A Crisis of Identity
(Matthew 22: 34-40, 28: 16-20)

Many years ago, when Teresa and I lived in her hometown of Coldspring, Texas, I was the elected Criminal District Attorney for San Jacinto County. We lived in her grandmother’s house which was located on the courthouse square. I timed myself one day and it took only 70 seconds for me to go from door to door. Not a bad commute. It was a very small town in a very rural county. I used to describe it as a cross between Andy of Mayberry and To Kill a Mockingbird.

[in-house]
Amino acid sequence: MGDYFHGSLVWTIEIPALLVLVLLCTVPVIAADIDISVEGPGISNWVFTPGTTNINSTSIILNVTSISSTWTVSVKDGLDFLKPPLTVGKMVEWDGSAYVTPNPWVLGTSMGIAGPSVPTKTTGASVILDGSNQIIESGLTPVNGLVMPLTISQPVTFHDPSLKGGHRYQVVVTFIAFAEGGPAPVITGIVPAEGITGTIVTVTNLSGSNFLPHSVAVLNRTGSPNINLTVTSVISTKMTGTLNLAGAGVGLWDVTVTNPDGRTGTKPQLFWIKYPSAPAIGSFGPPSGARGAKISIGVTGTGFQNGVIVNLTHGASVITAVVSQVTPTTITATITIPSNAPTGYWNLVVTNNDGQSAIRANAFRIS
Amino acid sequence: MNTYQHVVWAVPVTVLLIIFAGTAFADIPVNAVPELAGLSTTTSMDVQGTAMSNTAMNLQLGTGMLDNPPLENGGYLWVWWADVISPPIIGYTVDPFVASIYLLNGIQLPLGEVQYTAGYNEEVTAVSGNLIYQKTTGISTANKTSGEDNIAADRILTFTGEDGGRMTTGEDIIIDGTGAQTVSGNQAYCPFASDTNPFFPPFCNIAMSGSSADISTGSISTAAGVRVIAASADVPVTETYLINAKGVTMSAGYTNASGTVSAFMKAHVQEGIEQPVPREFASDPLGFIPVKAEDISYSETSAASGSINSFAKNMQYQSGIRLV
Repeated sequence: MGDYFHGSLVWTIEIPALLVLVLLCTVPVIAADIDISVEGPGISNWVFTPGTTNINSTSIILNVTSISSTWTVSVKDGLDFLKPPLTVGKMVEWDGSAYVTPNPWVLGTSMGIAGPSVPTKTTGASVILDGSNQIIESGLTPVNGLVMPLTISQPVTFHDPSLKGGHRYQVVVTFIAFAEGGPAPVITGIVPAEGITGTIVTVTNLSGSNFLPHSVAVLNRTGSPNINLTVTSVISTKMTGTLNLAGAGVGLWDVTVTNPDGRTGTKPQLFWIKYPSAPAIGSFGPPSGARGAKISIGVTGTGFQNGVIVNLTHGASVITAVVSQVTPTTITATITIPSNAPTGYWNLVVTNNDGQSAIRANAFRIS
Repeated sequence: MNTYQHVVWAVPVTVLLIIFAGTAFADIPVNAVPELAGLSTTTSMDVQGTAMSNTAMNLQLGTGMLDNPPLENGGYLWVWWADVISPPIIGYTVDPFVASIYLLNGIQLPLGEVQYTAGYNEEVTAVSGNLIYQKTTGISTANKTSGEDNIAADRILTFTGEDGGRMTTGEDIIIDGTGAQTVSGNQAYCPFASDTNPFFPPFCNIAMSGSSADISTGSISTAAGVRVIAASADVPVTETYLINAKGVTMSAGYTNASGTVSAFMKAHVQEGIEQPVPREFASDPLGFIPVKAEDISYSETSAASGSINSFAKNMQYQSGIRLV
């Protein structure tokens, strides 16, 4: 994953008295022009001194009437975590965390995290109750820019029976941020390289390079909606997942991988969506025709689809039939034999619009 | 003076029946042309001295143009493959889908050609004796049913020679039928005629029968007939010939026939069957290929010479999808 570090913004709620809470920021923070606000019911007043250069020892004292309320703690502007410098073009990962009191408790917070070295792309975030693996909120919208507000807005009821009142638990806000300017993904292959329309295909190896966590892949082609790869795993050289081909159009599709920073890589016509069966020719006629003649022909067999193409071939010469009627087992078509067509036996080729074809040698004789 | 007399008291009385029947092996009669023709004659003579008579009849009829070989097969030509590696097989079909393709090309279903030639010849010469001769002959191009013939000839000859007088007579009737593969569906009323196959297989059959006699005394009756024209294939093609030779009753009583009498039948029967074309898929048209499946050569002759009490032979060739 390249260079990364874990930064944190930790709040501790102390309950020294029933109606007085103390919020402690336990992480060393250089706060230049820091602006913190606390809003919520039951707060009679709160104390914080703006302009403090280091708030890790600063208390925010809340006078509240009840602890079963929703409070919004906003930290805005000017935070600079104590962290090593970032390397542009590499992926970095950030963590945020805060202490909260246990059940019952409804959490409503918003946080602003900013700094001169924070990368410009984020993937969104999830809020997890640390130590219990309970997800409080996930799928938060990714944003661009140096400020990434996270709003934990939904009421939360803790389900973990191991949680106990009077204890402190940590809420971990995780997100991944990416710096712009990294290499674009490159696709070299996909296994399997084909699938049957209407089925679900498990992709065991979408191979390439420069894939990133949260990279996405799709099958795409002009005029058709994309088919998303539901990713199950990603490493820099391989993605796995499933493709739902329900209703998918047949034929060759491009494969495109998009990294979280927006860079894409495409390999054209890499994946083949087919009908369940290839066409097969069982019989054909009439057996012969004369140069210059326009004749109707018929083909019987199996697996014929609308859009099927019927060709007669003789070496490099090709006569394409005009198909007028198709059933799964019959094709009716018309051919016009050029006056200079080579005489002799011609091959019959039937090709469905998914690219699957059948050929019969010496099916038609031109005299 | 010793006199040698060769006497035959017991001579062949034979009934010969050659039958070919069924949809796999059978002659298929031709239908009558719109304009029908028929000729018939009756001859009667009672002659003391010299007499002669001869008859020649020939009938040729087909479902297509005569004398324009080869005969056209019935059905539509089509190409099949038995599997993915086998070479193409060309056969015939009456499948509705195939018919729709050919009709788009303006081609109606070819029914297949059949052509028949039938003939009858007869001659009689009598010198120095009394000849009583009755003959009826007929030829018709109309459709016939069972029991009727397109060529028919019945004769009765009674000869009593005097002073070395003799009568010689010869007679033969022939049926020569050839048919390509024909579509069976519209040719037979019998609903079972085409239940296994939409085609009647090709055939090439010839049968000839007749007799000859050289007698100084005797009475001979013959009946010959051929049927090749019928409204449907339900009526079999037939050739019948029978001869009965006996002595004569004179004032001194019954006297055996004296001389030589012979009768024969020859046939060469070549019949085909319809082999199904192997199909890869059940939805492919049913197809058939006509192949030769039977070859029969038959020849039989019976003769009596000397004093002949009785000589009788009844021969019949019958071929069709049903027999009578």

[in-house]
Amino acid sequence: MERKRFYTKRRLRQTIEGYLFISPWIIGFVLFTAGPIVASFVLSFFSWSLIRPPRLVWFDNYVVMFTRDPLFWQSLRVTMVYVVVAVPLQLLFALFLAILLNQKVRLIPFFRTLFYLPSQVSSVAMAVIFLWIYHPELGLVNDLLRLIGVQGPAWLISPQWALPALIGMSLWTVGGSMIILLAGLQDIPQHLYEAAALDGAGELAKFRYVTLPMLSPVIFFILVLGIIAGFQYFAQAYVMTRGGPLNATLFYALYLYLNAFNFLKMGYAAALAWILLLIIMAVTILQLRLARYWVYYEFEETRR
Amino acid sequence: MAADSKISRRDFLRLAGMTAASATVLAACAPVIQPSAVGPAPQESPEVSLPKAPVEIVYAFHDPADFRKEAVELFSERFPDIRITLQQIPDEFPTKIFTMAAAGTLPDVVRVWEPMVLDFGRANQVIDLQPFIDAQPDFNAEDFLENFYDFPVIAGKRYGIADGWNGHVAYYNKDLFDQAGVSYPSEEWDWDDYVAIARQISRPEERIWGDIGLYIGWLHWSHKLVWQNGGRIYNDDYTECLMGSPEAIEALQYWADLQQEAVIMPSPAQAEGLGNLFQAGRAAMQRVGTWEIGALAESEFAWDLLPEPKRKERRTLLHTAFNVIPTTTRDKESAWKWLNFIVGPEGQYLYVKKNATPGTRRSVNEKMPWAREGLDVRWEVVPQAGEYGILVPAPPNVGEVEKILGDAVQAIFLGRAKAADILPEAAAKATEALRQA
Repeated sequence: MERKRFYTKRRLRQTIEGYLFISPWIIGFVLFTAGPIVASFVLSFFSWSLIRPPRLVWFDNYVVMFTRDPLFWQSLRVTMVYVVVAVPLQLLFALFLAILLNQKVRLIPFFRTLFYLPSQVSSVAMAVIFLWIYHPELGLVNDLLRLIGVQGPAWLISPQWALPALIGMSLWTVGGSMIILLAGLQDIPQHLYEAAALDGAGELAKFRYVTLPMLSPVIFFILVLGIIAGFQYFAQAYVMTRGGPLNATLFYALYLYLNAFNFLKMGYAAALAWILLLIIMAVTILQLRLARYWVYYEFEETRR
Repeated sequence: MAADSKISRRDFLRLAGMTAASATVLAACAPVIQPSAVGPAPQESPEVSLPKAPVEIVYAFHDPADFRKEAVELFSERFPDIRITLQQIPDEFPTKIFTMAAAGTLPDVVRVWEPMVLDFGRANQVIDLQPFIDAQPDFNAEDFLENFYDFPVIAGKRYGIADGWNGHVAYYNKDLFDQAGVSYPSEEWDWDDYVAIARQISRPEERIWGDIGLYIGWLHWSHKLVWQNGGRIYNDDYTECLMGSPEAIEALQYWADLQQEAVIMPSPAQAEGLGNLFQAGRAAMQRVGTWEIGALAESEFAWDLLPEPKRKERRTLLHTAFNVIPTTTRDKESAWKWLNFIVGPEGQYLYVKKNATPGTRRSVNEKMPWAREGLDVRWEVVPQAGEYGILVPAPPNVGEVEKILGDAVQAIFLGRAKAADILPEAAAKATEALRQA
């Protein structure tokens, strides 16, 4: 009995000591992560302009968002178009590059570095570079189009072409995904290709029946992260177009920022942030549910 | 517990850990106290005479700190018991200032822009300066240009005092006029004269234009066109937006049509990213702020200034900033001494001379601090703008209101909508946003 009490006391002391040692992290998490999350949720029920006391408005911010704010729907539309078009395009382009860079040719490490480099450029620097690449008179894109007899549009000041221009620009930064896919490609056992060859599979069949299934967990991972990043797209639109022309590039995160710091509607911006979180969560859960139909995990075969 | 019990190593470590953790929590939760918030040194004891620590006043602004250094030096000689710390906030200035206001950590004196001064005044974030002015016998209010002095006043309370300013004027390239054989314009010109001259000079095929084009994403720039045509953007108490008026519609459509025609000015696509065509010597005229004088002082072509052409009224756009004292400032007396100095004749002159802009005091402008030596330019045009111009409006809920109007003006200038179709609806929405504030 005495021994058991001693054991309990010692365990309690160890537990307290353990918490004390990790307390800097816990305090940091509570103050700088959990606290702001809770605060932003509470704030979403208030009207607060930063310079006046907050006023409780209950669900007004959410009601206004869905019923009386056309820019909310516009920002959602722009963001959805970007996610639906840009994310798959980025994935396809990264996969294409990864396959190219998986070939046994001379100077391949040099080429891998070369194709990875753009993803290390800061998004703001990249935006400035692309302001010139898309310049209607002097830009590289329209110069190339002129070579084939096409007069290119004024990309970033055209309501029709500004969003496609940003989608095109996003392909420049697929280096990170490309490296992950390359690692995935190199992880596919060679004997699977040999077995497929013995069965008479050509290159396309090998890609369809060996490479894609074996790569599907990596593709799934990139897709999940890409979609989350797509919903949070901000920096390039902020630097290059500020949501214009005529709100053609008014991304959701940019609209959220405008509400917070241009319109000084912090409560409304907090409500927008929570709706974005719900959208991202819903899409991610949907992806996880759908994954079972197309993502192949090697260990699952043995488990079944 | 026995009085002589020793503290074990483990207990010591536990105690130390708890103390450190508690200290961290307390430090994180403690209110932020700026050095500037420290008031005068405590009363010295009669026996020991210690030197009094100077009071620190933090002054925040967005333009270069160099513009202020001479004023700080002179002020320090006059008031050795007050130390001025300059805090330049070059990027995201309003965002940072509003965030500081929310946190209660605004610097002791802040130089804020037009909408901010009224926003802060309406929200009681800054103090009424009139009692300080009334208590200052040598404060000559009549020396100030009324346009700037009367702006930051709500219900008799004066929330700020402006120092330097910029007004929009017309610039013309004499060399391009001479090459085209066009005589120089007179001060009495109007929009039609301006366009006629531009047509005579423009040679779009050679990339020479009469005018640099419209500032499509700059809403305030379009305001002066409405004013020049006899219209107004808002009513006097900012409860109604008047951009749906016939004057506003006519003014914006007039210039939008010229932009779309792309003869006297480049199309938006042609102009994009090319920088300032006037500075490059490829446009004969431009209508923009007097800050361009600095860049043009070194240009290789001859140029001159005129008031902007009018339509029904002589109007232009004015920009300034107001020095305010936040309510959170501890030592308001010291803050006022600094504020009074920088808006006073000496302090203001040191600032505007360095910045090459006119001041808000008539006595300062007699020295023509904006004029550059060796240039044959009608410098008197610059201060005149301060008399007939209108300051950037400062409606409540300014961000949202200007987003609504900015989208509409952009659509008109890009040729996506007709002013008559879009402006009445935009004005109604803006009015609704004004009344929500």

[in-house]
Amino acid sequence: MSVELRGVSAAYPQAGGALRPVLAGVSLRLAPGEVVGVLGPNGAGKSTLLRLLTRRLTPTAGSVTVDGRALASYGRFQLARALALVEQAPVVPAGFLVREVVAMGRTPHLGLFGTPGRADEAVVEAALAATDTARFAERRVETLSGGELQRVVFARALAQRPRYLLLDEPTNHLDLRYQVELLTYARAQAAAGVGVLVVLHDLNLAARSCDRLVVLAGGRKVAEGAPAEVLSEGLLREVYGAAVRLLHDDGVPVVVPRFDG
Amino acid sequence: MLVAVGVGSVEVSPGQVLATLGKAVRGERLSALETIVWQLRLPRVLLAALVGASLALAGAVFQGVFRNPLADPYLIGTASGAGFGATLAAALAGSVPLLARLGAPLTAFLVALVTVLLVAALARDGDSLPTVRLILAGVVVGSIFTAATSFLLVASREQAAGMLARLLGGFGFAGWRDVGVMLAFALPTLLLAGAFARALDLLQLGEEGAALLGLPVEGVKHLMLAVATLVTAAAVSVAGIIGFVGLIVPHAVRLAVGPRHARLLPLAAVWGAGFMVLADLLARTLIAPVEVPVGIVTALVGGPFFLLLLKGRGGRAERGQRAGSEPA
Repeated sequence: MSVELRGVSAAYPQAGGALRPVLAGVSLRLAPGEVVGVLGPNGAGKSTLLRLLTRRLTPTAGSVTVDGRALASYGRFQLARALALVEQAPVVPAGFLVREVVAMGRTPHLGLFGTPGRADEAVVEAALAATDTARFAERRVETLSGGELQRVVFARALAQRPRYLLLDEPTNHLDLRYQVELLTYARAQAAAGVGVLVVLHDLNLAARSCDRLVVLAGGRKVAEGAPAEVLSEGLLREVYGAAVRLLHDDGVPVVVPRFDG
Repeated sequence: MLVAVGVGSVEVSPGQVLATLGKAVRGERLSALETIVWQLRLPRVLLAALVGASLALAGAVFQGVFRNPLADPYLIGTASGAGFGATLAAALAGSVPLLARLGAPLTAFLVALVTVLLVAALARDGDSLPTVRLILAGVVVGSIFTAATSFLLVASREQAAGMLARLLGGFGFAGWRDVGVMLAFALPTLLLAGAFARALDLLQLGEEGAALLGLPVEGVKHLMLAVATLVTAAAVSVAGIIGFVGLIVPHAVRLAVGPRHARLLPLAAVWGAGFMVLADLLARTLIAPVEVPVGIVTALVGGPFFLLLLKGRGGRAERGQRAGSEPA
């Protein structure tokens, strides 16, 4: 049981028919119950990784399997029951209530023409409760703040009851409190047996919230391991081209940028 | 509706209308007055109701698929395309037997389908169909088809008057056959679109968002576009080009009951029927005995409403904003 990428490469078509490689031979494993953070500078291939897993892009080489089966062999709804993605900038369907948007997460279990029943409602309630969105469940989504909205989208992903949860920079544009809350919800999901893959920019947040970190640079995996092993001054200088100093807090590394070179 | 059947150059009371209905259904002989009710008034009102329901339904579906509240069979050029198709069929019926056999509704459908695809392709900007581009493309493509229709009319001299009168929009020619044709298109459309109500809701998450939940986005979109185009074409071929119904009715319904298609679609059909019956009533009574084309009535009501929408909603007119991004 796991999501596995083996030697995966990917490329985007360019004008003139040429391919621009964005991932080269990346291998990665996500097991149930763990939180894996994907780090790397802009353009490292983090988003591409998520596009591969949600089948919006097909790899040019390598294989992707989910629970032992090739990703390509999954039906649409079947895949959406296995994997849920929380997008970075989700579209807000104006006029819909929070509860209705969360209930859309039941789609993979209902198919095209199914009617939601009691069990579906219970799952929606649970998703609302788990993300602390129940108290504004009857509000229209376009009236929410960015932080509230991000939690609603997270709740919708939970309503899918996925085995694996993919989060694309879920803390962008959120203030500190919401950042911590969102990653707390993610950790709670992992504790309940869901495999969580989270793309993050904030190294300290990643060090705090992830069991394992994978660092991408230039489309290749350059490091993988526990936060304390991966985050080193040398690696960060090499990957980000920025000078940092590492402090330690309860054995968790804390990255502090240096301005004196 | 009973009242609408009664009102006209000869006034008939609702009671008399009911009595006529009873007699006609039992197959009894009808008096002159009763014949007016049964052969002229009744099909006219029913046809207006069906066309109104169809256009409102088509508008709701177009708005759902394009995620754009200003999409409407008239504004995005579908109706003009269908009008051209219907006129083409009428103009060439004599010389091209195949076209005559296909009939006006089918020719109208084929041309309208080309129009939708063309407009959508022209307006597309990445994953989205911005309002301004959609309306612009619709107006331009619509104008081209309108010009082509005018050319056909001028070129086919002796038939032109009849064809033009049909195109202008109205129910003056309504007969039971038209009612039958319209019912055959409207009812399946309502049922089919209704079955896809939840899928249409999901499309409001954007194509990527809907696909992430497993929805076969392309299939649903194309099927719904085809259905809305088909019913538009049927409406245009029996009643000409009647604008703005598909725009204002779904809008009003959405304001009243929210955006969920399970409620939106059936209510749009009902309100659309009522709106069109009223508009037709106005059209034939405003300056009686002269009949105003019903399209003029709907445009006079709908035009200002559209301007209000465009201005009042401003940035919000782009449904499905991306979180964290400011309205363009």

One warm morning Teresa and I looked out the window to observe several news satellite trucks parked on the courthouse lawn. From what I could tell they were from Houston, Dallas, Austin and San Antonio. Not a good sign I thought. They were there because I had court that morning and was prosecuting a young Texas Highway patrolman who had reported his personal pickup truck stolen and had set it on fire. He was going through a divorce and didn’t want his wife to get the truck. How is that even newsworthy you ask? Well, as Paul Harvey would say, now for the rest of the story. Our young patrolman was black and when the investigators went into his apartment on a welfare check because his mother was worried about him they found some of the things he claimed was in his truck when it was stolen. At that point, his mother convinced him to play the race card and claim he was being prosecuted because he was black. To prove it they produced a polaroid picture of him sitting in his uniform surrounded by other white patrolman in uniform all wearing paper KKK hats. Of course, representatives of the Texas Department of Public Safety all claimed it was a poor joke played on the patrolman when he successfully completed his probationary program. A harmless joke they reasoned as they had done it at least once before to another black patrolman and he wasn’t offended. What’s the big deal? Well, the photograph hit the paper and everyone wanted to know if the officers in the picture were members of the Ku Klux Klan. The New Black Panther Party got involved and spokesman Quanell X was on all the news programs decrying the blatant racism that was rampant within the Department of Public Safety. Of course, every action has an equal and opposite reaction. It just so happened we had a chapter of the secret society in our county and they responded in kind. So, every time the young patrolman had a court appearance we would have numerous representatives from the New Black Panther Party and the Ku Klux Klan milling around the courthouse spewing their rhetoric. I had little faith in our local sheriff’s department in their ability to keep the peace and was pretty sure none of them belonged to the New Black Panther Party.